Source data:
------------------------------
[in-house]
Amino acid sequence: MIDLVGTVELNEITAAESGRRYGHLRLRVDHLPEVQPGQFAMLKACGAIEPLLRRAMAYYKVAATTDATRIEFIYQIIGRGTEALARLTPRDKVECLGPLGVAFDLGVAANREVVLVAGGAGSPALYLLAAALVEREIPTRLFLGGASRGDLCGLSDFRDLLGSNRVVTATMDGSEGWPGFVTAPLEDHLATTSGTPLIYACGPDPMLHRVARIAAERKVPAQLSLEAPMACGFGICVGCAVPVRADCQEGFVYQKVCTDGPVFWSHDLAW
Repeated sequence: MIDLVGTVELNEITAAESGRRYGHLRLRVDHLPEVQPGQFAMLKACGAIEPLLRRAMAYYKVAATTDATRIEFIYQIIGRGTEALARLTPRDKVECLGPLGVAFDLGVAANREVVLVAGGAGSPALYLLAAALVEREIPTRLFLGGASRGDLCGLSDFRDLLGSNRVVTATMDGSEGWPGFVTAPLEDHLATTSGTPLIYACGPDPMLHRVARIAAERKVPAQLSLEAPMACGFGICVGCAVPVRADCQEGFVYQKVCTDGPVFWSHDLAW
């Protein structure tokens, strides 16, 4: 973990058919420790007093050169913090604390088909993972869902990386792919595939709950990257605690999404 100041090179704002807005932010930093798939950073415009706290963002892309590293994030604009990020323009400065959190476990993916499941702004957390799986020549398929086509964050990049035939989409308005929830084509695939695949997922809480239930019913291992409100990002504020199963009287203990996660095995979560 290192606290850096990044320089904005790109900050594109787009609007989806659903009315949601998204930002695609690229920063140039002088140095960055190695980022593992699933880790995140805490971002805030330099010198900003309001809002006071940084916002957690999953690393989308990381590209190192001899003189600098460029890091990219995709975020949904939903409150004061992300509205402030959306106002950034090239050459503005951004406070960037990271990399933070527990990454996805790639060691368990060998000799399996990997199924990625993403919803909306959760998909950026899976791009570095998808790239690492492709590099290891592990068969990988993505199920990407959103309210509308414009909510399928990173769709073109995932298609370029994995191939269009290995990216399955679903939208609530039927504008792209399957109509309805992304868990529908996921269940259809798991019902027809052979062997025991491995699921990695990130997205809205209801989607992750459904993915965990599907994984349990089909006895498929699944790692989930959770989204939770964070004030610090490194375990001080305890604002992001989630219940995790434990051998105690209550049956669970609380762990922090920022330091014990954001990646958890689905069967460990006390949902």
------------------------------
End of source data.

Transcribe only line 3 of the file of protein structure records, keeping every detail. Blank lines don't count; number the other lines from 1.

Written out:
Repeated sequence: MIDLVGTVELNEITAAESGRRYGHLRLRVDHLPEVQPGQFAMLKACGAIEPLLRRAMAYYKVAATTDATRIEFIYQIIGRGTEALARLTPRDKVECLGPLGVAFDLGVAANREVVLVAGGAGSPALYLLAAALVEREIPTRLFLGGASRGDLCGLSDFRDLLGSNRVVTATMDGSEGWPGFVTAPLEDHLATTSGTPLIYACGPDPMLHRVARIAAERKVPAQLSLEAPMACGFGICVGCAVPVRADCQEGFVYQKVCTDGPVFWSHDLAW